devrait e^tre un champ de coope'ration par excellence. Pourtant, par
ses retombe'es technologiques, par les grands e'quipements dont elle a
besoin, par le prestige qu'elle confe`re, la recherche fondamentale est
le lieu d'une compe'tition acharne'e et les accords de collaborations
ne se font pas sans mal.  Comment mettre en place le me'canismes de
de'cision ne'cessaires pour de'finir une strate'gie globale a` long
terme de construction et d'utilisation des grands e'quipements qui
prenne en compte la limitation des ressources?  Seront pris comme
exemples les domaines de l'astrophysique, de la physique des
particules, de la fusion, de la matie`re condense'e et de la biologie.
Comment utiliser cette dynamique pour promouvoir de manie`re exemplaire
le de'veloppement international, l'emploi et l'environnement?  Comment,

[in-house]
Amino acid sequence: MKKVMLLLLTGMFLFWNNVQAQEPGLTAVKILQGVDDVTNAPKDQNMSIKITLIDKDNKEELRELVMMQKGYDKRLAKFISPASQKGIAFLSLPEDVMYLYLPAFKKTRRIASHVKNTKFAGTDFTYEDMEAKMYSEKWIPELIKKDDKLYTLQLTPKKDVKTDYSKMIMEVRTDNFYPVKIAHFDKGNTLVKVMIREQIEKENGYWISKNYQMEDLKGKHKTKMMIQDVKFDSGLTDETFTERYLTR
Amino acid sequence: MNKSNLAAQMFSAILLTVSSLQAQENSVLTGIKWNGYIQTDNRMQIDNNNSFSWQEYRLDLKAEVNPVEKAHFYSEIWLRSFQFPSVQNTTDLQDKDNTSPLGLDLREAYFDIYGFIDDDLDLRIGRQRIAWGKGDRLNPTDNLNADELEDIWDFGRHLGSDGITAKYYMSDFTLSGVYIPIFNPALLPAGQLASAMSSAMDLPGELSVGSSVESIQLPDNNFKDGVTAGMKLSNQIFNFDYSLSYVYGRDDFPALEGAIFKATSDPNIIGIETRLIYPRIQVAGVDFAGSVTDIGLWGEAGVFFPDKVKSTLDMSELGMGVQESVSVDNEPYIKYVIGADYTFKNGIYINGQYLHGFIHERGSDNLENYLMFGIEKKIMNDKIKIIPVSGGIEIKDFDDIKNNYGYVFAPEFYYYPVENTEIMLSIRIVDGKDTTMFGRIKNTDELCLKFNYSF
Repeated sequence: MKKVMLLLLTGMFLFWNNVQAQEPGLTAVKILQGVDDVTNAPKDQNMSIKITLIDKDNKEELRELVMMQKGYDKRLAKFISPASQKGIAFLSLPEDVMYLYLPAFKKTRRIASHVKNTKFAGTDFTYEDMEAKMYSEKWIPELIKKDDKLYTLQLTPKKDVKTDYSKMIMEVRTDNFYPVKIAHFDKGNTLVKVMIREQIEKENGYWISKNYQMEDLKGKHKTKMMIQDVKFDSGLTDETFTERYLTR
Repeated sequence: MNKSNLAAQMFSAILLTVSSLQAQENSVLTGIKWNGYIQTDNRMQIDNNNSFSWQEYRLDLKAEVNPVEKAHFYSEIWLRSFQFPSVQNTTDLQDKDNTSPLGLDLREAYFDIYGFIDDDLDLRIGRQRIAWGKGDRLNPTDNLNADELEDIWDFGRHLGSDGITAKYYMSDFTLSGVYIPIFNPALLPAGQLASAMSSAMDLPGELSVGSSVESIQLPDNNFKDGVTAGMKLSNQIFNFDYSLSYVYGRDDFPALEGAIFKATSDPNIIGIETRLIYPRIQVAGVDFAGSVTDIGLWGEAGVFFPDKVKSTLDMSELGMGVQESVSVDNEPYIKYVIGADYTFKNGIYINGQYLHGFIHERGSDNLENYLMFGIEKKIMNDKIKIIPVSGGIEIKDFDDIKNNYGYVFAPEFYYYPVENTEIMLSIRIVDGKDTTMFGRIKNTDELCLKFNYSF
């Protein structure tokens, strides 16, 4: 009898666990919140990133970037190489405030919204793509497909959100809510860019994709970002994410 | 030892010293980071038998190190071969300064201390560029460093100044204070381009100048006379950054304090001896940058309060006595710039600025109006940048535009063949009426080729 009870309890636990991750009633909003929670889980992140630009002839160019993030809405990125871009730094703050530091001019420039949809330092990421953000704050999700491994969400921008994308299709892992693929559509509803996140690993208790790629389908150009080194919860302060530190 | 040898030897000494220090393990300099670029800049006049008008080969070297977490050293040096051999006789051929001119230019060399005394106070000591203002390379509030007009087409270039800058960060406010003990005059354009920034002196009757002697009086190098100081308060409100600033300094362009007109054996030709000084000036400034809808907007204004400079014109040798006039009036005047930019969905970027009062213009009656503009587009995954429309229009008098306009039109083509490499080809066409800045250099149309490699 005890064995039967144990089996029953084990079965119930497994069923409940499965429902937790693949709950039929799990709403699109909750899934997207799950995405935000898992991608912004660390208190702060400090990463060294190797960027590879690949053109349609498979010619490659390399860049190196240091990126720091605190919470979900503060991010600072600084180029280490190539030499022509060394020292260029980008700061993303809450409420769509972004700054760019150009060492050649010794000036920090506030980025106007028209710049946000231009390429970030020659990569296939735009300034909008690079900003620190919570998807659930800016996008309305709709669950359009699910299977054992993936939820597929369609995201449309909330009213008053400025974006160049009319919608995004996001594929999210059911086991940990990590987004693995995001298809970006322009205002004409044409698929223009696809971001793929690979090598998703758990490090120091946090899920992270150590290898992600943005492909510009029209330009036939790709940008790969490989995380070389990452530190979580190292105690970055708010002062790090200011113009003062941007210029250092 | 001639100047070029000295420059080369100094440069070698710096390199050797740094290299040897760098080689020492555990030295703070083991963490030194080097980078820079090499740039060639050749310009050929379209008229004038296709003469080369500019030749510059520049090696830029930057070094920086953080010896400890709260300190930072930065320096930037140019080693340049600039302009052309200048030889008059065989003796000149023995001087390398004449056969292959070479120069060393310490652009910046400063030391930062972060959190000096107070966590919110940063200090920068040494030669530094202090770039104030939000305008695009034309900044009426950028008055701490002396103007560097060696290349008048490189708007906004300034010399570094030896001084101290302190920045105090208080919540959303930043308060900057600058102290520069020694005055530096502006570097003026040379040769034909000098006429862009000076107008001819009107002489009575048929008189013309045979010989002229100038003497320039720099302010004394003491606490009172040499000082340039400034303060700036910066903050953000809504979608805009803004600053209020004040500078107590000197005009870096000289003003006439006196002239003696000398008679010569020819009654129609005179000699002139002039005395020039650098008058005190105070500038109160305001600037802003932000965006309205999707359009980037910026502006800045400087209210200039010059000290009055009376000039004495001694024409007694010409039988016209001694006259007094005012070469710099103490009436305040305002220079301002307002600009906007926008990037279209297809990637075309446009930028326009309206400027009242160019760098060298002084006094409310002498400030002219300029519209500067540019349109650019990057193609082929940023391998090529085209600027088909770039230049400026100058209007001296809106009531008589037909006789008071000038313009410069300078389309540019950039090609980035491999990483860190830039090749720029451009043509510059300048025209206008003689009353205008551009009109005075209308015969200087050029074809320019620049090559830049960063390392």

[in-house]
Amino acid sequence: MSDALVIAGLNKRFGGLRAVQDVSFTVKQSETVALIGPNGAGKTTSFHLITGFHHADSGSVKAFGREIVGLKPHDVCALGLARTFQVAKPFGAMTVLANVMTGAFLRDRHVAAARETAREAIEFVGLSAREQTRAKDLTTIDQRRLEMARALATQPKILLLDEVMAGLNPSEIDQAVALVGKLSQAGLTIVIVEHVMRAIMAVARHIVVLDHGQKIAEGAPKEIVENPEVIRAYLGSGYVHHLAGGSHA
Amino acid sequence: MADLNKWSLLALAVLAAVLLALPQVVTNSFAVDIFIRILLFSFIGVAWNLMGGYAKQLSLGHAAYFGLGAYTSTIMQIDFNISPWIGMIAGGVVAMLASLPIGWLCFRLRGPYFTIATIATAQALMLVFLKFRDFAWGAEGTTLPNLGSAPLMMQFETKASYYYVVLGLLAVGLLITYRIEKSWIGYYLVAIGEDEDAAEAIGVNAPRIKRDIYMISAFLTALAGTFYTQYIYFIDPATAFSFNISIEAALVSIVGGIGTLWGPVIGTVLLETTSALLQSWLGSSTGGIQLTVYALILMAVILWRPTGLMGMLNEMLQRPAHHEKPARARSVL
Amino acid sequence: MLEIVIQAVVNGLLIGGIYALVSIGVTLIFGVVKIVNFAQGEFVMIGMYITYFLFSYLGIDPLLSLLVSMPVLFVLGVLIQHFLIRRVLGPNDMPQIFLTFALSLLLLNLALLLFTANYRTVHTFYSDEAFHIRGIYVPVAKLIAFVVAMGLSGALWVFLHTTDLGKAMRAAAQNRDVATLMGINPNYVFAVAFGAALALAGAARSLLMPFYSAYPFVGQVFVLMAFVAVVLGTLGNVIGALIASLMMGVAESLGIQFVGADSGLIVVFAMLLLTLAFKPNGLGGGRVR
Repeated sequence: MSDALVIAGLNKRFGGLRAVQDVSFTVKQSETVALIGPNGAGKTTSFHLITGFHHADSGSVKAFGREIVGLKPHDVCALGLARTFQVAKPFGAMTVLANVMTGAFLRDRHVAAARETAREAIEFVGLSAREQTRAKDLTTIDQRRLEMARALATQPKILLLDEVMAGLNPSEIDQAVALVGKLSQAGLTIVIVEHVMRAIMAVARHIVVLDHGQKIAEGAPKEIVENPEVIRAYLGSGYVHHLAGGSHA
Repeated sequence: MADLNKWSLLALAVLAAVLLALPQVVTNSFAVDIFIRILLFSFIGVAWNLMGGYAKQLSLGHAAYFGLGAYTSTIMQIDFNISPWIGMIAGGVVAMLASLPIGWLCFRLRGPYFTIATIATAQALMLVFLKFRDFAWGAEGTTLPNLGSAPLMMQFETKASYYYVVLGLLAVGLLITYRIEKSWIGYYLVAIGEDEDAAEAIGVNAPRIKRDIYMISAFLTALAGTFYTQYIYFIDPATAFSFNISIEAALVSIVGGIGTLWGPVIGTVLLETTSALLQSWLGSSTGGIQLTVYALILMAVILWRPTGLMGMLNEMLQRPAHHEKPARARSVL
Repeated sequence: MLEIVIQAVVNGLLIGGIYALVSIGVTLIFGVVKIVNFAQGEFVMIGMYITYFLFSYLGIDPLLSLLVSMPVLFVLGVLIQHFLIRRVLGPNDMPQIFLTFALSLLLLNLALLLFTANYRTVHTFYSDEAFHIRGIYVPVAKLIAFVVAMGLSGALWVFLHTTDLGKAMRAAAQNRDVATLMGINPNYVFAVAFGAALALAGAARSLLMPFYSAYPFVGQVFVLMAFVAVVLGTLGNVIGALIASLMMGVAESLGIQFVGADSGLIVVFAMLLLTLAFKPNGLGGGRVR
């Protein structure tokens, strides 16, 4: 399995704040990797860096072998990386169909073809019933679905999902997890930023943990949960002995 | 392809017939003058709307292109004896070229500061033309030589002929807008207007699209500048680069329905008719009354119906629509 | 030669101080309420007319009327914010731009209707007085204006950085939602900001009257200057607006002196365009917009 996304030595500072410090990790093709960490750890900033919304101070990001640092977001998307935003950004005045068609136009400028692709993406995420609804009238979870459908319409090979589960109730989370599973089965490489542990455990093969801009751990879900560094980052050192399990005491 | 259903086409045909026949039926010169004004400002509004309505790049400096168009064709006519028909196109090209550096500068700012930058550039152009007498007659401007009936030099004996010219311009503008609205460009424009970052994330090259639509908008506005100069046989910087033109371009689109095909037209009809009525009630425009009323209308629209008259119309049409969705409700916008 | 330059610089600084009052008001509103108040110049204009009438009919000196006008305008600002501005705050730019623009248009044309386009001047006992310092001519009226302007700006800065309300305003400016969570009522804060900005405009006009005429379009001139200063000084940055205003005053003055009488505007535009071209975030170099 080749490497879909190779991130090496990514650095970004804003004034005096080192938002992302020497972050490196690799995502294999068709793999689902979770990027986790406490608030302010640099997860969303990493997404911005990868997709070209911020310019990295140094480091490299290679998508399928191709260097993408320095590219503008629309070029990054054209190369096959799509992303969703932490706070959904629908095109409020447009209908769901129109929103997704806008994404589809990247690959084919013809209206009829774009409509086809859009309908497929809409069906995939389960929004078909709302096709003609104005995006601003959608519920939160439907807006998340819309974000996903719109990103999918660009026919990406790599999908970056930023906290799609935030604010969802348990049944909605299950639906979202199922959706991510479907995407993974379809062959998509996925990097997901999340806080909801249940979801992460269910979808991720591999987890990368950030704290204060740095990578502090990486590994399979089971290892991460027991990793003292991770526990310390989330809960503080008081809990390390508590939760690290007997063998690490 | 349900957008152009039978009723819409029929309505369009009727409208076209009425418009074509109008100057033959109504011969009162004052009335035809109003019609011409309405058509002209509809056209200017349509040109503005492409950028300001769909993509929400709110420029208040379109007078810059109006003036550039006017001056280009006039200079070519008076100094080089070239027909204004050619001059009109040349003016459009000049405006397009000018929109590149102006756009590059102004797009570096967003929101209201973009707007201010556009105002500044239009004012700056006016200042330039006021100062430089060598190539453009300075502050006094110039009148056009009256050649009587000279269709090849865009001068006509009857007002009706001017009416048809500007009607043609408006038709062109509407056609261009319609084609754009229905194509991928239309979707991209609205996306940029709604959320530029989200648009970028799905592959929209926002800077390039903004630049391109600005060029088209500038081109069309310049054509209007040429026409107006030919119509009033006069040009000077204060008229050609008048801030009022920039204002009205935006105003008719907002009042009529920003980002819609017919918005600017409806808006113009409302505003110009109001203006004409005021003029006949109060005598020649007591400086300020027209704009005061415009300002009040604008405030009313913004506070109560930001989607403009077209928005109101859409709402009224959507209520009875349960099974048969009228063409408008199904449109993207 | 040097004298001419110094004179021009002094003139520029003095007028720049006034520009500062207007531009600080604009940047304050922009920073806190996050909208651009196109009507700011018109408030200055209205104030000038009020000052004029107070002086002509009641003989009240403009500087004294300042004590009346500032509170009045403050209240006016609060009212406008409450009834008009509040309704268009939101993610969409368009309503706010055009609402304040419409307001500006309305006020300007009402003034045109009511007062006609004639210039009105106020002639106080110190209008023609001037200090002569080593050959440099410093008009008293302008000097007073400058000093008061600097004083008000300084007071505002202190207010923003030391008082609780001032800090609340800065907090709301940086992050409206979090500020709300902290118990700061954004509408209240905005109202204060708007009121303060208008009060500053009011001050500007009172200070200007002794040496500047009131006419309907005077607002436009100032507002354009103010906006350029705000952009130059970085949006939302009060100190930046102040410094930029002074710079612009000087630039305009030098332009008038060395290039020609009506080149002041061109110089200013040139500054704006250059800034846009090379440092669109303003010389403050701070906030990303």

a` travers l'e'volution de la recherche scientifique, pre'server la
dimension humaine de ce de'veloppement et, de manie`re plus ge'ne'rale,
comment la science peut-elle reconstituer pour la socie'te' des
repe`res qui lui font actuellement de'faut?

This working group will review the international aspects of basic
research. The decision mechanisms in place for large research
facilities and the strategies used for long-term research projects
reveal a tension between the desire to maintain and improve a national
or regional competitive position and the realities of limited resources
which argue for an overall coordination and cooperation. On the basis
of examples taken from particle and condensed matter of physics,
astronomy, space science and biology, the group will examine the
current practices as experienced by base scientists, institution
managers, funding agency officials and governments.  It will attempt to
outline the cultural and institutional obstacles to coordination and
cooperation. It will also focus on the international component of
scientific training, the collaboration practices and the personnel